I quote the French text : “L’ordonnance nº45­2590 du 2 novembre 1945 investit les notaires d’un monopole pour recevoir les actes ou contrats auxquels les parties doivent ou veulent faire donner le caractère d’authenticité attaché aux actes de l’autorité publique..En revanche, les parties peuvent conférer à l’acte sous seing privé une valeur équivalente à celle d’un acte notarié, en procédant d’un commun accord à son dépôt aux minutes d’un notaire avec reconnaissance d’écritures et de signatures (Décret du 14­10­1955 art 66 ) .

I suggest that this undermines the argument of the exclusive power of notaries, since the state has delegated its power to everyone, not just to notaries, provided that the parties deposit their agreement with a notary and prove their identity and signature.

The Cour de Cassation

The Cour de Cassation is the highest and most authoritative court in France.On 22nd June 1999 it gave its judgement on the interpretation of the words “un dépositaire ou agent de l’autorité publique” [a holder or agent of public authority] in the French law on libel of 1881­07­29 article 31.(Nºde pouvoir : 98­83514)

The case concerned a notary, and whether he was or was not a person covered by the above definition. The court decided that notaries were not covered by the definition and upheld the ruling of the previous court “dès lors qu’un notaire, qui n’est pas investi de prérogatives de puissance publique, n’a pas la qualité d’agent de l’autorité publique” [since a notary, who is not someone invested with the prerogatives of official authority, does not have the status of an agent of public authority]

Please note that “puissance publique” and “autorité publique” the meaning of which was decided above, in respect of French notaries by a French court, are exactly the qualities claimed by notaries to exempt them from the application of the Treaty.

I suggest that, whatever arguments are put forward by other notarial professions, the French notarial profession, at least, has lost this argument. Their own courts do not accept their argument about official authority, so why should anyone else?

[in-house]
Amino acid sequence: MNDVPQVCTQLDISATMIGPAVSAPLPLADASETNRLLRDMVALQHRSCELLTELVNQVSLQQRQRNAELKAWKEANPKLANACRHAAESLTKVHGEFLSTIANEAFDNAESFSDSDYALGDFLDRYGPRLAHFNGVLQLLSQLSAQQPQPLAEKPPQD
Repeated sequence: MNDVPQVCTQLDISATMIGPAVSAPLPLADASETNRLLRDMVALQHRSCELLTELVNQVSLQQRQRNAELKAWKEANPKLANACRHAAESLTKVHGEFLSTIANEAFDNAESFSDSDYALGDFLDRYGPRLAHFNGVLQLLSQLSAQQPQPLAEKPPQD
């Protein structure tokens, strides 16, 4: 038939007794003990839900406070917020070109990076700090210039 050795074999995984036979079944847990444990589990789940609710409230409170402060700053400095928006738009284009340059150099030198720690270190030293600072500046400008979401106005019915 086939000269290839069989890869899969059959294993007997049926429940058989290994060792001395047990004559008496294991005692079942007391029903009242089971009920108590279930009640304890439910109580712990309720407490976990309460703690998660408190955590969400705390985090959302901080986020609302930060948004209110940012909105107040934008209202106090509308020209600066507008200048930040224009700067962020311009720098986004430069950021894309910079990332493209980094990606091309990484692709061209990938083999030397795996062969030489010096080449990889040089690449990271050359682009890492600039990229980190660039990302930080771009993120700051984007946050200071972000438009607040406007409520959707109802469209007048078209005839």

Please also note that the French notarial profession was closely copied by other notarial professions in Europe so that it is likely that the same ruling may be made in other countries.

Each profession needs to fight its own case if it wants an exemption since they are all different

Although notaries (in their desire to scuttle behind the wall of Article 45) claim that all notaries in every EU state deserve the same exemption, I suggest that it is inherently unlikely that the same arguments will apply to each state, or that, even if the exemption applied in one country, it would necessarily apply in another State.

After all, if the systems were the same everywhere, presumably there would be free movement of notaries now, and no national boundaries. The attempt to defend notaries as a class from free movement involves identifying them all as one body entitled to the same blanket exemption.

Since the exact way the notarial system operates in each country is different, both as to the laws to be interpreted, the monopolies enjoyed in one country by one set of notaries, and the work that notaries actually do, I suggest that each notarial system needs to be considered and argued separately, so that each individual country needs to make its specific application for exemption and to produce solid, detailed and publicly available arguments for examination and criticism.None of them will I think stand up to objective scrutiny.